mysql> SELECT * FROM v0 WHERE c1 LIKE c1 ESCAPE '%';
+-----+
| c1  |
+-----+
| 100 |
+-----+
1 row in set (0.00 sec)

mysql> SELECT (c1 LIKE c1 ESCAPE '%') FROM v0;
+-------------------------+
| (c1 LIKE c1 ESCAPE '%') |
+-------------------------+
|                       1 |
+-------------------------+
1 row in set (0.00 sec)

mysql> SELECT * FROM v0 WHERE c1 LIKE c1 ESCAPE TRUE;
+-----+
| c1  |
+-----+
| 100 |
+-----+
1 row in set (0.00 sec)

mysql> SELECT (c1 LIKE c1 ESCAPE TRUE) FROM v0;
+--------------------------+
| (c1 LIKE c1 ESCAPE TRUE) |
+--------------------------+
|                        0 |
+--------------------------+
1 row in set (0.00 sec)

-- Unexpected, the LIKE comparison result mismatched from the previous one. 

mysql> SELECT * FROM v0 WHERE c1 LIKE c1 ESCAPE 1;
+-----+
| c1  |
+-----+
| 100 |
+-----+
1 row in set (0.00 sec)

mysql> SELECT (c1 LIKE c1 ESCAPE 1) FROM v0;
+-----------------------+
| (c1 LIKE c1 ESCAPE 1) |
+-----------------------+
|                     0 |
+-----------------------+
1 row in set (0.00 sec)

-- Unexpected, the LIKE comparison result mismatched from the previous one. 

Suggested fix:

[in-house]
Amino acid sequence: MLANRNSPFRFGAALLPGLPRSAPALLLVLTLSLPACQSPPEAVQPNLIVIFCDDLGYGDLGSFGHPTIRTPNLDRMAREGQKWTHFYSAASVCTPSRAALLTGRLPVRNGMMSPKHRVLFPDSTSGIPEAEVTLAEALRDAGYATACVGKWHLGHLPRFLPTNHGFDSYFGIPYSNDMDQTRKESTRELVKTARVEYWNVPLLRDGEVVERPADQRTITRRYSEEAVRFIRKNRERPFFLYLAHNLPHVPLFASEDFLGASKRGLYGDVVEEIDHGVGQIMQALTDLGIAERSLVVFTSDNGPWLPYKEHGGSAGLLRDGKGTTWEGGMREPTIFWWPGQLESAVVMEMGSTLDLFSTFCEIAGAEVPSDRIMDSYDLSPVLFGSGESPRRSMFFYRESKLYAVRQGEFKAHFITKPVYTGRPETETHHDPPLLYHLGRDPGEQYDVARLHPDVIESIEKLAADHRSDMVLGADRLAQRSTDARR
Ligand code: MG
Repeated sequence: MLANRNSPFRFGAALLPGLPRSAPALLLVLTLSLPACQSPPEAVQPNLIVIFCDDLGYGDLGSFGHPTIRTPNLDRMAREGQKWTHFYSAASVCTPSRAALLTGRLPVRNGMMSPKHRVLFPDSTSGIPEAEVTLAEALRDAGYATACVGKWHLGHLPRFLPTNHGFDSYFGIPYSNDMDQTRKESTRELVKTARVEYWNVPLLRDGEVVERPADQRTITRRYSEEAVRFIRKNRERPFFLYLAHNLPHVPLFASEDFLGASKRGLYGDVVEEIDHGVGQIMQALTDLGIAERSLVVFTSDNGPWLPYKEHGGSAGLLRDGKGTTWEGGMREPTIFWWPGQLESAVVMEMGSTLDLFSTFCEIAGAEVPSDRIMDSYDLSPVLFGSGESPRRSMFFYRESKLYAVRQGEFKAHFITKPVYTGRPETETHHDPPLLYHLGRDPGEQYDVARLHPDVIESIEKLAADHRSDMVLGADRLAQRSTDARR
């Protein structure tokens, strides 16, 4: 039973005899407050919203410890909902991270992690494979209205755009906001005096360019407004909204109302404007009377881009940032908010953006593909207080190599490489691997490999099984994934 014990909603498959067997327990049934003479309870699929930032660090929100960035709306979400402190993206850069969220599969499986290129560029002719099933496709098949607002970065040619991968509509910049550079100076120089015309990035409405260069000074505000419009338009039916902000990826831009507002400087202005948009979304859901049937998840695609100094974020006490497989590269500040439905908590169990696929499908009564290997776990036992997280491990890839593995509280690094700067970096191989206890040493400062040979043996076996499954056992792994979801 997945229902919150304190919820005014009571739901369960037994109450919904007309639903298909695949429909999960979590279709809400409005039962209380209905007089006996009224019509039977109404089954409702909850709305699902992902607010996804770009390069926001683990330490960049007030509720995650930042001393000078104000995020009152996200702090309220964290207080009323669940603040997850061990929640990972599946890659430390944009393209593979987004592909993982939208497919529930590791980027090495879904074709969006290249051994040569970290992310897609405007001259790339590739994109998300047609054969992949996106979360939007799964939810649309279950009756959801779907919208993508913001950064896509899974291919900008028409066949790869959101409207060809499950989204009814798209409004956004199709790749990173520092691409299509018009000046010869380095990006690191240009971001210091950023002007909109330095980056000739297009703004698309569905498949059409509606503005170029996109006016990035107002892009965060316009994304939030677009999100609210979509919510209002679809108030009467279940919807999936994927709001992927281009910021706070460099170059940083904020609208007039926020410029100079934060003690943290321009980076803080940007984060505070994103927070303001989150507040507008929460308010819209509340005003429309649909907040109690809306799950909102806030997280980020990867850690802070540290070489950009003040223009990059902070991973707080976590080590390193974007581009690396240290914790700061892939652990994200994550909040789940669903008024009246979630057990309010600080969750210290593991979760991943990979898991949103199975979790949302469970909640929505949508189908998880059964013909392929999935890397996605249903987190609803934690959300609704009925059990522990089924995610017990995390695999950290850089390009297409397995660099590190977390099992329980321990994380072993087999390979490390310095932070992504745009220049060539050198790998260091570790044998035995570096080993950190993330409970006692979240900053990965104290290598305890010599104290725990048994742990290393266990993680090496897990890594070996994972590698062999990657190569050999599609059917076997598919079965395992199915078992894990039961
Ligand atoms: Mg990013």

As we expect Errors from the ESCAPE if we pass in non-string values:

mysql> CREATE TABLE v0 ( c1 TEXT NOT NULL );
mysql> INSERT INTO v0 VALUES ('100');
mysql> SELECT * FROM v0 WHERE c1 LIKE c1 ESCAPE '%';
+-----+
| c1  |
+-----+
| 100 |
+-----+
1 row in set (0.00 sec)

mysql> SELECT (c1 LIKE c1 ESCAPE '%') FROM v0;
+-------------------------+
| (c1 LIKE c1 ESCAPE '%') |
+-------------------------+
|                       1 |
+-------------------------+
1 row in set (0.00 sec)

mysql> SELECT * FROM v0 WHERE c1 LIKE c1 ESCAPE TRUE;
ERROR 1210 (HY000): Incorrect arguments to ESCAPE

mysql> SELECT (c1 LIKE c1 ESCAPE TRUE) FROM v0;
ERROR 1210 (HY000): Incorrect arguments to ESCAPE

mysql> SELECT * FROM v0 WHERE c1 LIKE c1 ESCAPE 1;
ERROR 1210 (HY000): Incorrect arguments to ESCAPE

mysql> SELECT (c1 LIKE c1 ESCAPE 1) FROM v0;
ERROR 1210 (HY000): Incorrect arguments to ESCAPE
[12 Feb 5:49] MySQL Verification Team
Hello Yu Liang,

Thank you for the report and test case.

regards,
Umesh
[14 Feb 13:52] Roy Lyseng
With a few exceptions, MySQL allows numeric expressions even when a character string is expected. But the expression is first converted into a string, thus ESCAPE 1 is equivalent to ESCAPE '1', and since TRUE is the equivalent of 1,
even ESCAPE TRUE is equivalent to ESCAPE '1'.

The real problem here is a shortcut taken during optimization of LIKE predicates in the WHERE clause.
[3 Mar 21:39] Jon Stephens
Documented fix as follows in the MySQL 8.0.30 changelog:

    Previously, it was assumed that, when the same non-nullable
    expression was used as both the first and second arguments to
    LIKE, the result was always true, and so could be optimized
    away. This assumption turns out not to be valid, due to the fact
    that LIKE treats the backslash (\) as an escape character, even
    when ESCAPE is not specified. This led to different results when
    the condition was used in the SELECT list as opposed to the
    WHERE clause. To fix the problem, we no longer perform this
    optimization with LIKE, with or without an ESCAPE clause.

Closed.